16 January 2006

DUP seeks answers on extradition delay

Daily Ireland

Peter Robinson says British must explain lack of movement over Stormont chef


The British government was yesterday challenged to explain a three-and-a-half-year delay in seeking the extradition of a man caught up in the 2002 Stormontgate alleged spying scandal.
Democratic Unionist Party MP Peter Robinson pledged to confront attorney general Lord Goldsmith about Larry Zaitschek, a former chef at Special Branch headquarters in Belfast.
A police file recommending that the US citizen be taken back to the North was sent to the prosecution services within six months but no decision has yet been taken.
Legal sources close to the authorities studying the papers have said it will be months, rather than weeks, before there is any movement.
Mr Robinson said he was astonished at the apparent torpor over a case in which the code names of scores of Special Branch detectives and details on their informers were allegedly seized in March 2002 by the IRA, as well as the case’s direct link to the collapse of the power-sharing executive.
The British government has come under pressure to reveal why espionage charges were dropped against Denis Donaldson, the Sinn Féin official turned British agent.
The DUP deputy leader said the protection of informers could be at issue.
“The police obviously thought they had sufficient evidence to warrant prosecution and passed it to the prosecution service. It's unconscionable that they should be sitting on such an important case for such a long period of time without offering the least explanation for this feet dragging.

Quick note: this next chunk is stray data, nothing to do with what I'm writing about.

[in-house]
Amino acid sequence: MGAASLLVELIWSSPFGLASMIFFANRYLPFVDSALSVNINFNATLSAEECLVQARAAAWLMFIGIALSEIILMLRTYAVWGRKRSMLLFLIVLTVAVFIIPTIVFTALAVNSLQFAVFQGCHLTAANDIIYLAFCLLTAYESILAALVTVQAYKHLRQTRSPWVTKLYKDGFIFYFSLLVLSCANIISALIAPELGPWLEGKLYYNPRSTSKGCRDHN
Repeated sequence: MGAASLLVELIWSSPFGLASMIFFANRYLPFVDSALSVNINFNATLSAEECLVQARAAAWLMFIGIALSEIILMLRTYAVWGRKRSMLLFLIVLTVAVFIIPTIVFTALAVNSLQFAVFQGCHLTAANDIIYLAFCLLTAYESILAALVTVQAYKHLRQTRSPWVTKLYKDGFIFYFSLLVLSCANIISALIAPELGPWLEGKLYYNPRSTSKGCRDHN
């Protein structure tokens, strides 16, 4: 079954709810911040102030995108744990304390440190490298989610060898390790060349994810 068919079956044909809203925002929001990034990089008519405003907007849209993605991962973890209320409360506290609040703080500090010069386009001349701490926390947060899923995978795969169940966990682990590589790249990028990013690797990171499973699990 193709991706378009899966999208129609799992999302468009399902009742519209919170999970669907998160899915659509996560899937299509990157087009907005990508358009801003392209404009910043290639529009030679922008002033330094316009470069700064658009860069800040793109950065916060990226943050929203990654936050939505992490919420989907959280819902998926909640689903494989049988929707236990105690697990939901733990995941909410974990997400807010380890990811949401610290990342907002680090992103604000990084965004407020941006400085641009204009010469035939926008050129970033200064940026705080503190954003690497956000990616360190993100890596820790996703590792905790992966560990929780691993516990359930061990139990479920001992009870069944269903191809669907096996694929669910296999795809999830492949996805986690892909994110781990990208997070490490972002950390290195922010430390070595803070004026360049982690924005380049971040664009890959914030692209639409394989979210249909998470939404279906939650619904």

“It's either wrapped up with consideration of extradition issues or it's wrapped up in some of the evidence from sources they did not want to identify.
“I will be putting questions to ask if the attorney general has been consulted on this.”
Mr Zaitschek, now 38, was publicly identified as a suspect in the St Patrick's Day break-in at the Castlereagh security base.
He has emphatically denied any involvement in the raid, stressing that he fully co-operated with the police investigation before returning to New York.
The chef was in the gym at Castlereagh on the night of the raid.
He is an acquaintance of Mr Donaldson, unmasked last month as a paid police and MI5 mole. Mr Zaitschek has denied any substantial association with Mr Donaldson.
Mr Donaldson was one of three men accused of intelligence gathering following a police surveillance operation codenamed Torsion, launched after the Castlereagh security breach.
The three were arrested and charged by detectives who carried out high-profile searches at the Sinn Féin offices at Stormont.
The raid provoked uproar and brought down the devolved administration in Belfast, with unionists refusing to sit in a coalition cabinet alongside republicans.
The case against Mr Donaldson and his co-accused was dropped when the authorities announced in December that prosecution would not be in the public interest.
Within days, Mr Donaldson had confessed to a 20-year career as an informer.
His links to Mr Zaitschek remain under scrutiny. With the political storm over Stormontgate showing no sign of relenting, the prosecution service faces pressure to make a decision.
Kevin Winters, the New Yorker's solicitor, has written to the Public Prosecution Service demanding to know whether it was still seeking Mr Zaitschek’s extradition.
Mr Winters also expressed concern over his client's legal fight to gain access to his son Pearse, whom he has not seen for nearly four years.
The lawyer said his client would face arrest if he were to return to the North of Ireland.
“At its most charitable, the child is being used as a pawn in a wider political process. In terms of getting a response about what's happening, this case is unusual,” Mr Winters said.
A senior Public Prosecution Service lawyer is still assessing the file on Mr Zaitschek before making a decision if the New Yorker should be prosecuted and his extradition sought.
Sir Alasdair Fraser, the director of public prosecutions in the North, would also have to agree.
A Public Prosecution Service spokesman yesterday declined to comment on the case.

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